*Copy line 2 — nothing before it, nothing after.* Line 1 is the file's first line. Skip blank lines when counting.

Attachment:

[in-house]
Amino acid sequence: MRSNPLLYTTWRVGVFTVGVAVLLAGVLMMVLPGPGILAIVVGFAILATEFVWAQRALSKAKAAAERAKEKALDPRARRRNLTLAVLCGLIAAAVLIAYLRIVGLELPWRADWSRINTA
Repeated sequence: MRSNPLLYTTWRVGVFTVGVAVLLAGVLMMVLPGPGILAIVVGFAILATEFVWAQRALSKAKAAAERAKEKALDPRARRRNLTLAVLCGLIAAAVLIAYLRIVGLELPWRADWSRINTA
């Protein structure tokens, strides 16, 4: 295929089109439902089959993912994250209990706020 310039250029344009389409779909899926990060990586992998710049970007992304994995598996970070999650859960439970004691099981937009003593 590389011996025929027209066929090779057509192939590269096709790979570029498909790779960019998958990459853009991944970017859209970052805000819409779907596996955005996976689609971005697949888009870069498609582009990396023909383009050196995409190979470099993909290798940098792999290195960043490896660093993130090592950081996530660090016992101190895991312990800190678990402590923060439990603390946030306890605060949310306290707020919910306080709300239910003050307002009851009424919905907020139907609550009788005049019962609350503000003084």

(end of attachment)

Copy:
Amino acid sequence: MRSNPLLYTTWRVGVFTVGVAVLLAGVLMMVLPGPGILAIVVGFAILATEFVWAQRALSKAKAAAERAKEKALDPRARRRNLTLAVLCGLIAAAVLIAYLRIVGLELPWRADWSRINTA